Incidentally, back to Dahmer for a moment: some excellent forensic psychiatrists have been re-examing his case and wondering about whether he may have suffered from a particular kind of neurodevelopmental deficit. [i], [ii] These investigators have described an association between autism spectrum disorders and a subgroup of serial murders, and propose that Dahmer may have suffered from an illness known as Asperger's disorder. Along these lines, it is interesting to note that after exhaustive interviews with Dahmer, legendary FBI profiler Robert Ressler (coined the term serial killer) was impressed by the "peculiar" nature of Dahmer's presentation. [iii] Of course, such a disorder would be unlikely to rise to the level required by the law to serve as a mental health defense, but from a purely scientific standpoint, this seems fascinating.
[i] Silva J, Ferrari M, Leong G. The case of Jeffrey Dahmer: Sexual homicide from a neuropsychiatric developmental perspective. J Forensic Sci 2002 47(6):1347-59. [ii] Silva J., Leong G., Ferrari M. A neuropsychiatric developmental model of serial homicidal behavior. Behav Sci Law 2004 22(6):787-99. [iii] Ressler R. How To Interview A Cannibal. In: Profilers: Leading Investigators Take You Inside the Criminal Mind (J. Campbell and D. Denevi, Eds.) Prometheus Books: Amherst, New York, 2004.
SHIRLEY, San Antonio, Texas: Dr. Knoll, is Stacey Castor a schizoid personality with no conscience or what would be the diagnosis for someone to commit such horrible crimes and then try to pin it on her daughter?
My congratulations to the fantastic prosecutor who relentlessly sought justice for her two dead husbands and her beautiful daughter.
KNOLL: For the purposes of answering your question, let us assume that, unequivocally, what you say is true: that the jury found correctly that she murdered her husband (and perhaps another husband), then tried to frame her daughter for these crimes, and then tried to stage her daughter's murder to appear as a suicide.
Recalling my previous answer to another question re: psychopathy, let us also assume that Ms. Castor had strong psychopathic traits (in reality, I cannot really say this with certainty because: 1) I was not allowed to evaluate her, and 2) to my knowledge, she has never been "scored" via the psychopathy checklist). If all these assumptions were true, then the answer to your question of why is rather straightforward, though unnerving: In the mind of Stacey Castor, her continued freedom and, most importantly, her desire to evade detection and avoid conviction were more important to her than her own daughter's life. In other words, she was simply willing to kill her daughter to avoid responsibility for her crimes.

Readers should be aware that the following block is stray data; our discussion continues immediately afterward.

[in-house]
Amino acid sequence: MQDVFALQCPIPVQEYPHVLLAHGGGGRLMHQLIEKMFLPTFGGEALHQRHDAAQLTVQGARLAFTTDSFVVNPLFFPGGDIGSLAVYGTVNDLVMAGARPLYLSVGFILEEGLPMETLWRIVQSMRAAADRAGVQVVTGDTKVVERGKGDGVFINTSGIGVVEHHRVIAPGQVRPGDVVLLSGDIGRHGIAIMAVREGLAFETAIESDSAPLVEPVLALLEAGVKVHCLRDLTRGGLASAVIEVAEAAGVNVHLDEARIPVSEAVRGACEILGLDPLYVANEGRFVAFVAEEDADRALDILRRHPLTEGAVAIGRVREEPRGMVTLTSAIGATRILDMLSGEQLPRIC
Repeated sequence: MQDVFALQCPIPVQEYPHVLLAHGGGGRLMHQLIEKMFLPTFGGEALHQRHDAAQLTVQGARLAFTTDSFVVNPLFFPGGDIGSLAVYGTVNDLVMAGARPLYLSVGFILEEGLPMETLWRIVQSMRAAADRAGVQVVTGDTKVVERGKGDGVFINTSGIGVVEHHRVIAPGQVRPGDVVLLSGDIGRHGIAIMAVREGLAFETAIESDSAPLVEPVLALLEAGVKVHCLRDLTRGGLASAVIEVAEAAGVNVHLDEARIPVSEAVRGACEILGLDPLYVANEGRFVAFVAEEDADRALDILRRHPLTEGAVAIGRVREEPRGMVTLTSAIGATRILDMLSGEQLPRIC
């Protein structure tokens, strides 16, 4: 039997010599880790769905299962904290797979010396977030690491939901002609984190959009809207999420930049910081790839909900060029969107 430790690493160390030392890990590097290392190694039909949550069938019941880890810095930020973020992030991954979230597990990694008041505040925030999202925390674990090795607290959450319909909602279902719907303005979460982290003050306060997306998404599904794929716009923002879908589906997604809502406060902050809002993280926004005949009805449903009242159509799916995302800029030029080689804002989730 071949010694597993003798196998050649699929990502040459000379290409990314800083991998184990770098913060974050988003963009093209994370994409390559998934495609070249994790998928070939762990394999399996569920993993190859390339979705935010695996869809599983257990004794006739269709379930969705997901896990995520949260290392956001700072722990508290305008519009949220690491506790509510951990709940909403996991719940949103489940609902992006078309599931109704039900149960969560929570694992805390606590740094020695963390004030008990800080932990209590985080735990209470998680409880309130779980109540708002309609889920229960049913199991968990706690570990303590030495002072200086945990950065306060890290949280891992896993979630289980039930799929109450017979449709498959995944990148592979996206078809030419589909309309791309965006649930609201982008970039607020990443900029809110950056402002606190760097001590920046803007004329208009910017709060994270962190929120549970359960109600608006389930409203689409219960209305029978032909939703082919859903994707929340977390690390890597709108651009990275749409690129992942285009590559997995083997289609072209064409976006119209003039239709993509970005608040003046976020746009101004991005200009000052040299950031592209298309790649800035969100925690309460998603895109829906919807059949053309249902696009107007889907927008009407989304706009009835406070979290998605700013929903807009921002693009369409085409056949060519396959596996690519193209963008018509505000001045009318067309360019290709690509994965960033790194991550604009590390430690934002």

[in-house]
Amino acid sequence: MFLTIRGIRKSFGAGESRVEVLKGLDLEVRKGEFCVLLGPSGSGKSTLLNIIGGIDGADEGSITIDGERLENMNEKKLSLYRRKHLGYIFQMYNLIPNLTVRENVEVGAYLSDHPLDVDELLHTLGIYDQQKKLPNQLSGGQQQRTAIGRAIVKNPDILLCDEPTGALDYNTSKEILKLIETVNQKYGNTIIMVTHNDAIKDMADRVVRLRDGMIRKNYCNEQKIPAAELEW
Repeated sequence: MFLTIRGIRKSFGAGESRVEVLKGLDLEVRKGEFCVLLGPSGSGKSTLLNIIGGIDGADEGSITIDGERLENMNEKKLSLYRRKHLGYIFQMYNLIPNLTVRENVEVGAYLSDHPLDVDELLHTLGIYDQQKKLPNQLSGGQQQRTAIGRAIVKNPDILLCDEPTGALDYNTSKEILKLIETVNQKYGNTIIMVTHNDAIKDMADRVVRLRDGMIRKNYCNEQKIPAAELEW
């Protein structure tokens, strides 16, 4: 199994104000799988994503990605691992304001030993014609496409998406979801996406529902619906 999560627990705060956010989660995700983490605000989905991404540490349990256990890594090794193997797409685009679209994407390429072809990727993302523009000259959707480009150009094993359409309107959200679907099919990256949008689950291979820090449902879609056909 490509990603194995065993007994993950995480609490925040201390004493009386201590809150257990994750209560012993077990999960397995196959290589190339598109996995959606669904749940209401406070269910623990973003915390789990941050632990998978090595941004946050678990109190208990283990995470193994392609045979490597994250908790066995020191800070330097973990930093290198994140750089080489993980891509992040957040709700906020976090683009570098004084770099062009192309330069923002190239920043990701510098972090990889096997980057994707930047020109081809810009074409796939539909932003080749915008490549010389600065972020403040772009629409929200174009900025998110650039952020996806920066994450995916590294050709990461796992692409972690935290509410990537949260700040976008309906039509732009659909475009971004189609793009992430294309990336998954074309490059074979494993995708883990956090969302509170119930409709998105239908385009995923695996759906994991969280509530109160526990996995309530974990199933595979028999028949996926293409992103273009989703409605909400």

Now, still assuming all this is true for the purposes of discussion, what does this require in the mind of Ms. Castor? It requires, at the very least, the psychopathic traits of lack of remorse or sense of guilt, ability to be deceitful and lie with ease, the possession of a callous lack of empathy, irresponsibility and a failure to accept responsibility for one's own actions, and perhaps a very shallow experience of emotional connectedness to significant others in relationships.
Classically, psychopaths tend to view others not as human beings with all the respect for the individual that this entails but rather as "objects" to be used for their own gain, and when need be, tossed away like a used kleenex. Regarding your mention of schizoid, I doubt this would fit. One of the primary traits of the schizoid personality is a life-long pattern of detachment from forming social relationships, and the desire to spend most of his/her time in solitary activities. In other words, someone who just has little to no interest in forming social relationships -- a kind of odd, lone wolf type of person.
Finally, I would support you in your praise of the legal professionals in this case. The attorneys on both sides of this case did a tremendous job. While our justice system is not without its flaws, rest assured that there are dedicated legal professionals, such as District Attorney Fitzpatrick, who work their backsides off and dedicate their lives to the singular cause of pursing justice.